the aquifer.

Water moves downward into the Floridan aquifer wherever the
water table in the plastic deposits is higher than the piezometric
surface. Piezometric surface, as used in this report, means the level to
which water will rise in tightly cased wells that penetrate the
Floridan aquifer. Ridges which rise above adjacent land are capable
of supporting a higher water table and this increased head results in
greater leakage from the plastic deposits to the Floridan aquifer,
assuming equal permeabilities and thicknesses of material. Where the
land surface is relatively low, the piezometric surface is near land
surface, which results in less recharge and greater surface runoff. In
stream valleys and at low altitude along the coast the wells which
penetrate the Floridan aquifer will flow. In these areas, where the
piezometric surface is above the land surface (see fig. 18, Wyrick,
1960), there is no recharge to the Floridan aquifer.
Earlier Wyrick (1960, p. 27 and fig. 14) had reached similar
conclusions when he stated that recharge to the Floridan aquifer
(artesian aquifer) occurs wherever the water table is higher than the
piezometric surface. Wyrick (1960, p. 27 and fig. 13) also indicated
that the principal area of recharge to the Floridan aquifer in Volusia
County was within the closed 40-foot contour along the eastern edge
of the DeLand ridge (Penholoway terrace) near DeLand. But the
40-foot contour of Wyrick's map also encloses the western part of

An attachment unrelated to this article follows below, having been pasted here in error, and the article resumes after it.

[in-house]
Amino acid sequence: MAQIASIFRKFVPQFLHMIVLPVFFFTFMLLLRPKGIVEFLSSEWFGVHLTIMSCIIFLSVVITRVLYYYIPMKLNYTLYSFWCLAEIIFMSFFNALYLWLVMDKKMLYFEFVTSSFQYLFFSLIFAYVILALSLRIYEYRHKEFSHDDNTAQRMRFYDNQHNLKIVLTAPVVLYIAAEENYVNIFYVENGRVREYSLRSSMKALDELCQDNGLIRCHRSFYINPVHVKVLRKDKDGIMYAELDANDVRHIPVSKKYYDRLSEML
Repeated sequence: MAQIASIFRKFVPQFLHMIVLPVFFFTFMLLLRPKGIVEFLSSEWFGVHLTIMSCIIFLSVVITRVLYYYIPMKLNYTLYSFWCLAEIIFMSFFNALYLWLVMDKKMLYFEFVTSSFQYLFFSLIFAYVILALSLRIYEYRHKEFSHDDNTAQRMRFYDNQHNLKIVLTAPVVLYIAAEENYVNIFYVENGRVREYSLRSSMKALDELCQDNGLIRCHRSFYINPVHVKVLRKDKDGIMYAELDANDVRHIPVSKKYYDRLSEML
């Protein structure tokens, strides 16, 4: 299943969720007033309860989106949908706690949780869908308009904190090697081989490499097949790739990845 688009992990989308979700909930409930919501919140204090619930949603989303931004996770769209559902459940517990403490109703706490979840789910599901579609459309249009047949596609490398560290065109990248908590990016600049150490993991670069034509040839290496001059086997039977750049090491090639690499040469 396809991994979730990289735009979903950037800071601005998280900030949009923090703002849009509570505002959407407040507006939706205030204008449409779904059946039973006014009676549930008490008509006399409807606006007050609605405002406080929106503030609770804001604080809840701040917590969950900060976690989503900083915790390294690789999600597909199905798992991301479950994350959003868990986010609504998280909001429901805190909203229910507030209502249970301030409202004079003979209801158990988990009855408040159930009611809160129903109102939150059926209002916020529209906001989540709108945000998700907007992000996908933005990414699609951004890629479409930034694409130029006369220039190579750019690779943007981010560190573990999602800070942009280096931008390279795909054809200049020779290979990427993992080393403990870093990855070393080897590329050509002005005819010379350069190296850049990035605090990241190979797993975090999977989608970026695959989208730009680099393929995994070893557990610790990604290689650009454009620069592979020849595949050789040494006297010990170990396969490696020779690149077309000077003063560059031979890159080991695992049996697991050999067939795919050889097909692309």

the Talbot terrace, where the piezometric surface is presently at
about the level of the water table and in many places rises above it.
There are areas outside the 40-foot contour where the hydraulic
gradient between the water table and piezometric surface is greater
and the permeability is as great, and which are thus better recharge
areas. No area in Volusia County can be considered the principal
recharge area. Visher and Wetterhall (1967) state that in Florida
most piezometric highs indicate areas of low permeability and low or
rejected recharge. Similar results were reported by Schneider (1964)
in his studies of the carbonate rock aquifer of central Israel.
Schneider noted that piezometric ridges appeared to coincide with
down-faulted blocks or structural basins, regarded as regions of lower
permeability than adjacent regions having lower piezometric levels.







REPORT OF INVESTIGATION NO. 57


The data suggest that the piezometric high areas are not principal